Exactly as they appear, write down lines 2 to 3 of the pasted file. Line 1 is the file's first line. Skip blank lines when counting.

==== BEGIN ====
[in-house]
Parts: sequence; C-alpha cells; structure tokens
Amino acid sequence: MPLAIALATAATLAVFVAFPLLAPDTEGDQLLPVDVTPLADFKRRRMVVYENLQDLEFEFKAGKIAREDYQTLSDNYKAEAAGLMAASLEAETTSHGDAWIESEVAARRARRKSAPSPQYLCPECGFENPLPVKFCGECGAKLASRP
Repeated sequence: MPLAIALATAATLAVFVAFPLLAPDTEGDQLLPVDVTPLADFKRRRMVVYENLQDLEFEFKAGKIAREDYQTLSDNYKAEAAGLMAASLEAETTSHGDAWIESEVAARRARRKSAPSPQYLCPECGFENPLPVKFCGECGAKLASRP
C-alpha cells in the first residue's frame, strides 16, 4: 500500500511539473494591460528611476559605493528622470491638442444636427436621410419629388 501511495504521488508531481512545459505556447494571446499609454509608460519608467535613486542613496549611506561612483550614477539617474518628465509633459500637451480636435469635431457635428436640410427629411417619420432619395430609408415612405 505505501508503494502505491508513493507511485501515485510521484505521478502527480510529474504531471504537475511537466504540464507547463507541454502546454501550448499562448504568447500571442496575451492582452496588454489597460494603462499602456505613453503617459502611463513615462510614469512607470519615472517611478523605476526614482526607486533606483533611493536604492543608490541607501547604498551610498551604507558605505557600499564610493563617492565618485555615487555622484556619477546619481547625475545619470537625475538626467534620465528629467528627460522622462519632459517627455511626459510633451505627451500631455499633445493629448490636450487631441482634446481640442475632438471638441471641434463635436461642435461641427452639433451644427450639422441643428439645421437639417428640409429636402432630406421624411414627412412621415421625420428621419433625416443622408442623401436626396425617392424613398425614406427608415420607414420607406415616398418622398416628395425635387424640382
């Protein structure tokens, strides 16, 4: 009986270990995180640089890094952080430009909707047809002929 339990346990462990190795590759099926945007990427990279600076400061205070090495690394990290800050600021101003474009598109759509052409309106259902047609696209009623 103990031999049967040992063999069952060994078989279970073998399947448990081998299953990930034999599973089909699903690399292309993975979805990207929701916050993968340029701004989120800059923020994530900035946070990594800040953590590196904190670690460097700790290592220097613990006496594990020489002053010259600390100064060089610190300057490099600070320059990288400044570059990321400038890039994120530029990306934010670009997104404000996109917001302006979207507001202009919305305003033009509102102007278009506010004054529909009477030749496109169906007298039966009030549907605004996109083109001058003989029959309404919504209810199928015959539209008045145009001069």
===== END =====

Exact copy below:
Parts: sequence; C-alpha cells; structure tokens
Amino acid sequence: MPLAIALATAATLAVFVAFPLLAPDTEGDQLLPVDVTPLADFKRRRMVVYENLQDLEFEFKAGKIAREDYQTLSDNYKAEAAGLMAASLEAETTSHGDAWIESEVAARRARRKSAPSPQYLCPECGFENPLPVKFCGECGAKLASRP